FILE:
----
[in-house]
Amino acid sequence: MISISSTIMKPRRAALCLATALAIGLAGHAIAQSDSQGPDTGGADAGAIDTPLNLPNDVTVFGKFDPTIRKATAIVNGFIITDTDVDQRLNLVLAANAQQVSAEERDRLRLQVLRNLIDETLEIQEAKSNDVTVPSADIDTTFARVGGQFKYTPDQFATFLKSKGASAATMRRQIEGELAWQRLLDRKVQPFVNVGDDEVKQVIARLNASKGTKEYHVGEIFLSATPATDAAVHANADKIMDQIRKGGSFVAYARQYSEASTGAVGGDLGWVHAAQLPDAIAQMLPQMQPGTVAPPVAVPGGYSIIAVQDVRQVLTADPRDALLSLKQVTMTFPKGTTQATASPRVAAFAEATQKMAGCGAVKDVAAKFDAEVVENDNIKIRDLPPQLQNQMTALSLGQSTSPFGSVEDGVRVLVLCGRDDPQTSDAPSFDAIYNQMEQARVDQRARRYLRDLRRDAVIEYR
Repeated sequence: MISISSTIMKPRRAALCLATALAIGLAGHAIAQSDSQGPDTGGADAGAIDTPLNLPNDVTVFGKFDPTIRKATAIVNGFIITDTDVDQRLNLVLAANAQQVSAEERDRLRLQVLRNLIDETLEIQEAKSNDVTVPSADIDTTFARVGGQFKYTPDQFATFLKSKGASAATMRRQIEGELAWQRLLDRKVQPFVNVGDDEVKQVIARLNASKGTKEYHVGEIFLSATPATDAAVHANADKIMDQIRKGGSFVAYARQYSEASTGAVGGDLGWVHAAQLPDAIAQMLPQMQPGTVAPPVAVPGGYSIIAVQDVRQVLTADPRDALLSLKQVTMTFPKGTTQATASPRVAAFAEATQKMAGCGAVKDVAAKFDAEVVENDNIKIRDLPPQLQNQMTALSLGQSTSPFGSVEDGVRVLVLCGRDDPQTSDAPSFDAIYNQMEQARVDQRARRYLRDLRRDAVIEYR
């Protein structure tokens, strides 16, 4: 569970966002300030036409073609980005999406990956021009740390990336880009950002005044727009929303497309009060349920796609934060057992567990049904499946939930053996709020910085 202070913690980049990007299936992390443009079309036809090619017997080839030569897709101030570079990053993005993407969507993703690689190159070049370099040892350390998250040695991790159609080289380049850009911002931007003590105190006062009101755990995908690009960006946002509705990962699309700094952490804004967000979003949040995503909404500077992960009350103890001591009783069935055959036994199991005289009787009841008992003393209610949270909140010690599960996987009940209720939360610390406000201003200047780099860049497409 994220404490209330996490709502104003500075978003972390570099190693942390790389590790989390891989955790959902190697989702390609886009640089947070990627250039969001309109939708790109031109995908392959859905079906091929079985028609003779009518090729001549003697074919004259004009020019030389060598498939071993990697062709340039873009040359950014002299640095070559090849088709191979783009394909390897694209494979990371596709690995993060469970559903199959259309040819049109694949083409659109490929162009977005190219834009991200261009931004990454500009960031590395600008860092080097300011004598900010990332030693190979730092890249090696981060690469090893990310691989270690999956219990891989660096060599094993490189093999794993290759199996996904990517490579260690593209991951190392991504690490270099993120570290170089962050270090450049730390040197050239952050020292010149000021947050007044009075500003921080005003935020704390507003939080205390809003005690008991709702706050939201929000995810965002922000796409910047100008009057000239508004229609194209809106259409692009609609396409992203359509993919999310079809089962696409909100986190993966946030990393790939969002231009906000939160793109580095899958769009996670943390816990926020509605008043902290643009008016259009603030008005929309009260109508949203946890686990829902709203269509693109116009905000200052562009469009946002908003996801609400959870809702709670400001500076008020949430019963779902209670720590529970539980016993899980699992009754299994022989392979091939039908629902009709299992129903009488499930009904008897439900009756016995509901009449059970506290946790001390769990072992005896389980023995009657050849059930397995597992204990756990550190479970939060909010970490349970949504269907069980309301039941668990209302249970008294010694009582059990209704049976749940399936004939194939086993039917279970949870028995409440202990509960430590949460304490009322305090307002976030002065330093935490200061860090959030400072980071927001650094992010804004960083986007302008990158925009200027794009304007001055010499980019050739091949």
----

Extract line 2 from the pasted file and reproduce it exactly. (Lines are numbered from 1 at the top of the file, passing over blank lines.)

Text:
Amino acid sequence: MISISSTIMKPRRAALCLATALAIGLAGHAIAQSDSQGPDTGGADAGAIDTPLNLPNDVTVFGKFDPTIRKATAIVNGFIITDTDVDQRLNLVLAANAQQVSAEERDRLRLQVLRNLIDETLEIQEAKSNDVTVPSADIDTTFARVGGQFKYTPDQFATFLKSKGASAATMRRQIEGELAWQRLLDRKVQPFVNVGDDEVKQVIARLNASKGTKEYHVGEIFLSATPATDAAVHANADKIMDQIRKGGSFVAYARQYSEASTGAVGGDLGWVHAAQLPDAIAQMLPQMQPGTVAPPVAVPGGYSIIAVQDVRQVLTADPRDALLSLKQVTMTFPKGTTQATASPRVAAFAEATQKMAGCGAVKDVAAKFDAEVVENDNIKIRDLPPQLQNQMTALSLGQSTSPFGSVEDGVRVLVLCGRDDPQTSDAPSFDAIYNQMEQARVDQRARRYLRDLRRDAVIEYR